Christians and beer have a complicated relationship. In recent decades, many conservative evangelical camps have deemed alcohol consumption to be a cultural no-no, relegating it somewhere between church taboo and sinful behavior. However, craft beer in Christianity is making a comeback as a new generation (many of whom were raised by teetotalers) is now setting their own rules for church.
However, abstinence from alcohol wasn’t always the norm in Christian communities (after all, Jesus’ first miracle was turning water into wine). For centuries, alcohol—especially intricately crafted beer—was a major part of life, even for devout believers.
From homebrewers to pub-goers, here’s a look at five of Christian culture’s most famous beer enthusiasts.
Arthur Guinness: The Beer Mogul
The man behind the world’s most famous stout was also a devout Christian. Inspired by a sermon from John Wesley, Arthur Guinness decide to turn his brewery and his brand into a force for good. As Stephen Mansfield explains in his book The Search for God and Guinness, the beer mogul—whose beverage was seen as safe alternative to the hard stuff prevalent throughout Ireland and England at the time—founded some of his country’s first Sunday schools and gave generously to the poor.
The Guinness family also believed in running an ethical business. The company paid employees extremely well, set up services to help their families and gave to charities. The brewery even famously operated 24/7 during WWII to make sure every English soldier got a bottle of Guinness with their Christmas meal.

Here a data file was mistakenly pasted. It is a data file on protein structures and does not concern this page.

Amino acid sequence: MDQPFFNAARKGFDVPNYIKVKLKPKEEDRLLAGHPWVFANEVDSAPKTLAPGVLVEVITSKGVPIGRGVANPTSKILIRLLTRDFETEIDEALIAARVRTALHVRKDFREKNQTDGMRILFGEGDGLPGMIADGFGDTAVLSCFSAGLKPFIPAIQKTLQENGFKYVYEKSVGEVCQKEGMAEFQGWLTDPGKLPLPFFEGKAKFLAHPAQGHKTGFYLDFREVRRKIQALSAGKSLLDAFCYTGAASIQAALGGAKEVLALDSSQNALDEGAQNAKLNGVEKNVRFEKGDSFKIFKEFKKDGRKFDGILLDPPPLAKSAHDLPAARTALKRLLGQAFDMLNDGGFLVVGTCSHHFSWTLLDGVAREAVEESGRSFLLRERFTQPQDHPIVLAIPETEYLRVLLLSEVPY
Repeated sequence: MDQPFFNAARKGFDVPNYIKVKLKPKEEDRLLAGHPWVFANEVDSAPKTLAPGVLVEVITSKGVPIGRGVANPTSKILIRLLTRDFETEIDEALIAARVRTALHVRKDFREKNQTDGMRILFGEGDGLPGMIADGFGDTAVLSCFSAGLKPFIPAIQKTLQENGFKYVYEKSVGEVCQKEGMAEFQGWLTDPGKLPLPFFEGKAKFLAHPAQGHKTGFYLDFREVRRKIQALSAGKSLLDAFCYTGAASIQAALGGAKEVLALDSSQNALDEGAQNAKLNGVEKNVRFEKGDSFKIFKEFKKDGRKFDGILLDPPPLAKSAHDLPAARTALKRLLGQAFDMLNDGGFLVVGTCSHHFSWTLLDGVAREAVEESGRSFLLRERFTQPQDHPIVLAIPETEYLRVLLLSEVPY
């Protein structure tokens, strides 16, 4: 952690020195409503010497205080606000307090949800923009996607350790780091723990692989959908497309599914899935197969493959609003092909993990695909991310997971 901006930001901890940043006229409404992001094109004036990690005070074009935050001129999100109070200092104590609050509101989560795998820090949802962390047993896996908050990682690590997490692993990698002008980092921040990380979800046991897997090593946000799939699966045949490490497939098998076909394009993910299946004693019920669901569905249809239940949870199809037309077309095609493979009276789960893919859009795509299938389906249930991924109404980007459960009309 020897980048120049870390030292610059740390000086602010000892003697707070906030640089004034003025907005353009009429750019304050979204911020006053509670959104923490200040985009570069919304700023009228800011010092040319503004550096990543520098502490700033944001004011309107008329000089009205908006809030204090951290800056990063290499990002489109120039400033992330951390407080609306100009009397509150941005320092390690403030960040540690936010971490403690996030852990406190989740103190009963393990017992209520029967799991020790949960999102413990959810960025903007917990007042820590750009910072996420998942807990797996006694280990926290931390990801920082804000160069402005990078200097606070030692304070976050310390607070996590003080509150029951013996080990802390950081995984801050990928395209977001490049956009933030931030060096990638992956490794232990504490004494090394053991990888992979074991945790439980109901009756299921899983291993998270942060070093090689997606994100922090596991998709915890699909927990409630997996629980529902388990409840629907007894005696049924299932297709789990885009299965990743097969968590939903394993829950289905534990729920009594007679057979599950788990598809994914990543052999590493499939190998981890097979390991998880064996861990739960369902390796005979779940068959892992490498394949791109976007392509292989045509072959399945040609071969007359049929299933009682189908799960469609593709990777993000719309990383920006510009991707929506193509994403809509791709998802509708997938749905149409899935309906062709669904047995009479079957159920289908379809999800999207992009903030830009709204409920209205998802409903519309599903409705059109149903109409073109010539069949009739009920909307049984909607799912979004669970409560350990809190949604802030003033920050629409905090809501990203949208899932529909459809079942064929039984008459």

Martin Luther: The Homebrewer
The Father of the Reformation also happened to be an enthusiastic homebrewer. The sharp-tongued reformer was a prolific writer, and his love of beer—especially ones made at his home by his wife—frequently showed up in his letters and correspondence.
After two of his buddies graduated from theology school, Luther threw a party, asking friends to bring food because, “one must not depend on beer alone, of which my Katie has brewed fourteen tuns, in which she has put thirty-two bushels of malt to suit my taste. She hopes it may be good; you will judge for yourself when you taste it.” Sounds like a real rager.
During an extended trip away from home, he wrote to his home-brew expert wife, “You would do well to send me over my whole cellar of wine and a bottle of thy beer, or else I shall not be back before the new beer is ready.” His love of beer even jokingly played into his theology. He is widely credited with joking, “Whoever drinks beer, he is quick to sleep; whoever sleeps long, does not sin; whoever does not sin, enters Heaven! Thus, let us drink beer!”
Trappist Monks: The World’s Best Beer Makers
The centuries-old Roman Catholic monastic Order of Cistercians of the Strict Observance are not only known for quiet contemplation and devotion to God; they are also famous for making some of the world’s most famous beers. In order to raise funds to support their monasteries, several brew their own brands of highly sought-after beers on-site with beer recipes that have been honed for centuries.